More so, sympathizers’ soft words targeted at calming her down failed too as she made no pretenses crying her eyes out and appealed to the bus driver to stop within short intervals for her to throw up and defecate. Initially, she managed to vomit through the window of the bus, but being a moving vehicle, the hurls was messing up the vehicle which spurred the driver to stop each time she wanted to vomit. Lucy’s body system changed after she finished taking plastic bottled malt which many people said was counterfeited malt brewed illegally at one of the numerous illegal brewing plants in Lagos.
“I bought the malt in this park (Ojota) as I alighted from bus. I didn’t suspect anything because it had almost the same taste with some of the canned malt that I have taken before, though there was a slight but unnoticeable difference,” she said. “It was when I started experiencing this that I tried to remember the name of the malt which I bought but I couldn’t put a name to it,” she quipped.
According to her, she thought the slight difference in the taste could be a distinctive taste to distinguish a particular brand from other products flocking the Nigerian market unregulated. At a gaze, she thought the malt was named after a particular brand which she wasn’t familiar with, until much later she discovered the name of the malt was unknown to her.
“I was never been humbled as I was that day and I thank God that the driver was a good man. Before, I was still trying to hold myself as a lady but at point, it dawn on me that I can’t hold it anymore without seeking help,” she said. “I thought my intestines were going to cut. It was so disgraceful and painful. When I got to Onitsha, I had to go for full medical checkup. As it stands, I don’t think I will buy anything again, especially a product I don’t know its name or address of the manufacturer, when travelling,” she added.
“There are too many fake products in the country but unfortunately, the government is not doing anything about it. We really missed late Prof. Dora Akunyili,” added Lucy, a graduate of Public Administration. In similar case, Dr. Segun Aremu said the unchecked rise in counterfeiting products and drugs in the country is alarming, saying that the country’s regulatory bodies have failed in their responsibility of safeguarding the health and wellbeing of the country.
At Oshodi, he bought a bottled plastic Pepsi Cola, after work in the evening but at this time the old pep not the one that has yellow strip around the neck that reads ‘20% extra at same price.’ “After buying the chilled drink, I boarded a bus and opened the drink. I drank the drink but it was a way far different from the taste I know. I tried to pour it on the floor of the vehicle (Nissan Coaster) which I boarded to Mile 2, but the content foamed suggesting it was airtight,” he said. He checked the expiring date but that was not visible anymore.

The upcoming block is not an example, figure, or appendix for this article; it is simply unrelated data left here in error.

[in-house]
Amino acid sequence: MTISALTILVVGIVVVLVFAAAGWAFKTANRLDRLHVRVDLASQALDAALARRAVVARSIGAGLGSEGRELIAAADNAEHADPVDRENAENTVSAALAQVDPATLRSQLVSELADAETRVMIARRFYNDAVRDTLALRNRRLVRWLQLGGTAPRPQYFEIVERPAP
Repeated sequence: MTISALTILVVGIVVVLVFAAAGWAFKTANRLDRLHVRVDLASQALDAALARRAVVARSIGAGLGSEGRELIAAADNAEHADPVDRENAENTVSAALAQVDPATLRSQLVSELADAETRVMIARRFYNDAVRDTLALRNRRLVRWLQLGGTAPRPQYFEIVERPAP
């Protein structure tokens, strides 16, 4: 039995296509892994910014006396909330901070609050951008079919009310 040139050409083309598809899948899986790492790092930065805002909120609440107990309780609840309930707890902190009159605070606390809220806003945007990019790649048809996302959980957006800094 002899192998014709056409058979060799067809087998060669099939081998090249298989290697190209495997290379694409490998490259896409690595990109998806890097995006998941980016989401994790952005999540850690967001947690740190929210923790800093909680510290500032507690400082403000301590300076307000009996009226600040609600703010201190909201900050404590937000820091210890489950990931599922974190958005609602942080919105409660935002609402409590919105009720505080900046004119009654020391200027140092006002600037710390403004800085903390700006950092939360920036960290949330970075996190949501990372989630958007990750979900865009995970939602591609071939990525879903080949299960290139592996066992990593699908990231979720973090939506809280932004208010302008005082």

So, he tasted it once again yet. It didn’t taste the same and to be on safer side, he had to fling it off through window understanding what a fake and or expired product can do to one’s health. Segun is so familiar with the taste of Pepsi that even in the middle of sleep he will tell you the difference between a pepsi and a coke. According to him, even if his eyes were to be tied and given both drinks, he will be able to detect which is which. He concluded that the product was adulterated by some people as there have been cases of mushrooms illegal wineries and bottling companies in the state. They are left unchecked by the regulatory bodies in the country, especially in Lagos.
Sunday Telegraph investigation showed that the rate at which product counterfeiting is thriving in the country is alarming. It also shows that the regulatory bodies saddled with the responsibility of safeguarding the life and health of the nation have compromised.
Hence, the counterfeiters of popular brands in Nigeria are making a kill of the illegal business occasioned by the inability of regulatory bodies, especially National Administration of Food and Drugs Administration and Control (NAFDAC) which saddled with responsibility of regulating and controlling the food have in this country to step up their game.
This has given rise to proliferation of illegal ‘one corner breweries’ where the fakers churn out dangerous products that are injurious to the health of the end consumers, which in some cases, leave the victims with perpetual deformity. According to social commentator, Mr. Hillary Ugboji, the quest for survival today in Nigeria with no sense of direction has pushed many Nigerians into illegalities.
He noted that the case of counterfeiting product has been on upward since the current administration of President Muhammadu Buhari, saying that while issue of corruption in the public sector is being romanced with, a greater corruption is springing up from all sphere of the country.
According to him, market trends showed an increase in counterfeiting, even as enforcement scores significant wins, saying in Nigeria, HP, in collaboration with security agents, has raided several hideouts in Lagos, where counterfeit HP consumables were sold and arrest was affected.
He said: “Already counterfeiting is costing the global economy $3 billion per year according to the Imaging Supplies Coalition, the growing risk of fake products was driven by an increasingly broad supplier ecosystem, lack of certainty by buyers that their purchases are genuine, and a lack of awareness of the risks of purchasing counterfeit goods.”